Sanjay Patel's take on the classic Sanskrit epic is refreshing and engaging. Adapted and written in a lighter prose, the book is inviting to any readers who want learn more about the tale. The story is fascinating and gets increasingly so towards the end, with lots of nice surprises. For someone like me who knows nothing about any Hindu stories, I felt like I know a lot more after reading this book.
The story is well paced and laden with beautiful illustrations. Each page is filled with scenes of glorious colours — nothing less for this colourful tale. The characters are also nicely designed. The vector style drawings (known for straight lines and smooth curves) are unique, especially when used to tell mythical tales, and work very well in this case.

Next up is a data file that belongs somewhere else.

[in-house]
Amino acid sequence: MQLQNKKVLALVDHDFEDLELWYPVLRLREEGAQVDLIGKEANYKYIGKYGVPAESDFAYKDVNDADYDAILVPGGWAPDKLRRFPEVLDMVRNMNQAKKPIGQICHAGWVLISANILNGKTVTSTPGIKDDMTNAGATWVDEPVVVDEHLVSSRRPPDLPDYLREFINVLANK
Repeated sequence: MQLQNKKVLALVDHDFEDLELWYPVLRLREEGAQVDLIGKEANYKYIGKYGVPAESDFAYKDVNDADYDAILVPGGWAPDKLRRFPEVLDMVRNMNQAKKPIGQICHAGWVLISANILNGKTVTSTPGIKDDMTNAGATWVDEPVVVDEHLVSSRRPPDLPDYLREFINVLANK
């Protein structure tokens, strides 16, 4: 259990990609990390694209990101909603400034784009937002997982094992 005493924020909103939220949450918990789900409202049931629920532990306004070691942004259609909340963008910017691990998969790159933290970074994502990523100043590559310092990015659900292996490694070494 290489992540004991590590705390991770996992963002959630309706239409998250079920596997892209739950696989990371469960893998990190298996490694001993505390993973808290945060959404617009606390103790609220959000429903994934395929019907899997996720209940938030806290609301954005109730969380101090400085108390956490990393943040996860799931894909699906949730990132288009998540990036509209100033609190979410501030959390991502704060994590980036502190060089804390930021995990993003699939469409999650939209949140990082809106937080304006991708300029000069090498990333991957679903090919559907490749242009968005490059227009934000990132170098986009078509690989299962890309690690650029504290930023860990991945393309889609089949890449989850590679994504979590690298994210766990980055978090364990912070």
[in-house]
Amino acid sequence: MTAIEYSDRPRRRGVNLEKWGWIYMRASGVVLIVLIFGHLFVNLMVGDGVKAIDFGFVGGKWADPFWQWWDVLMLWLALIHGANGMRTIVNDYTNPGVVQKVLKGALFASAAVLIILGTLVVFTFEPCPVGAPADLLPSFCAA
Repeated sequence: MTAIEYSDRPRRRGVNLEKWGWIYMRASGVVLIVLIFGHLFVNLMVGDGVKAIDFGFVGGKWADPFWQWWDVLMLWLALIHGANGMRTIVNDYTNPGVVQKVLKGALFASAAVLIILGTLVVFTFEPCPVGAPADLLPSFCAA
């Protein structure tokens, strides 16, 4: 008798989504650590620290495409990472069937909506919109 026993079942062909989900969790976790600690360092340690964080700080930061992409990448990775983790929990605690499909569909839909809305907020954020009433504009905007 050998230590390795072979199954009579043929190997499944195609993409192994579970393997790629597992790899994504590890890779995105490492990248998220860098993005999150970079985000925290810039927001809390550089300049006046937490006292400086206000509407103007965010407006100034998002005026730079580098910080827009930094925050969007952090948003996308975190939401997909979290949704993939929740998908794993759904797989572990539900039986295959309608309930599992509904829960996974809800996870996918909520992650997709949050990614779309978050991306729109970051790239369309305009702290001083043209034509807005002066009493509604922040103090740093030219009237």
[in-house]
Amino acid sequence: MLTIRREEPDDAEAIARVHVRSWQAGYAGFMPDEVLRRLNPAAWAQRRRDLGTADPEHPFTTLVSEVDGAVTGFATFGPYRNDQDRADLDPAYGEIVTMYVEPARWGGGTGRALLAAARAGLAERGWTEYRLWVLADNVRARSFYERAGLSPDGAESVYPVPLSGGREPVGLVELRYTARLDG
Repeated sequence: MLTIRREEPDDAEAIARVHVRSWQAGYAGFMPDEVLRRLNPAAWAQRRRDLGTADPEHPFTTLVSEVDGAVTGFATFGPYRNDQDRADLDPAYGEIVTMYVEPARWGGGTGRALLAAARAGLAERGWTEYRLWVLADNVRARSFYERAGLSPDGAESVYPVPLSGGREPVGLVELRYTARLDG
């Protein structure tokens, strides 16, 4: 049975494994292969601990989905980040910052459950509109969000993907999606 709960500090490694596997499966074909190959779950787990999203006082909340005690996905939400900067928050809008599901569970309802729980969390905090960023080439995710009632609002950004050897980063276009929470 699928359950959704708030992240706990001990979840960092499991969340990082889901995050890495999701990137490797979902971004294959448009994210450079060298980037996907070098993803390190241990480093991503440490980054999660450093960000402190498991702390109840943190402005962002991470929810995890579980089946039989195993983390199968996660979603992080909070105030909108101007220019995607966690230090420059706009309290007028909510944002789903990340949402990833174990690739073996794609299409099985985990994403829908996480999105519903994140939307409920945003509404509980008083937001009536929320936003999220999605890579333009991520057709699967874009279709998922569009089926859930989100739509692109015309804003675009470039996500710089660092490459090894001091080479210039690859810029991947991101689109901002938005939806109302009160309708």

Sanjay Patel also talked a bit about the making of this book. It took four years in the making, or 7 days per page. Vector drawings are very time consuming because it involves plotting and joining points using a graphic software to form (countless) lines. Basically you have to draw the draft and redraw everything again in vector with the scanned draft. Hats off to him for this tremendous piece of effort.
Also included at the back are some sketches of the preliminary ideas. Pretty fun to look at. The cartoon style interpretation of some scenes will give you an idea what the book could have turned out to be if not done in vector style.
This is a fun and nice read. I don't know if this book is intended for kids but it's certainly a book anyone can like.
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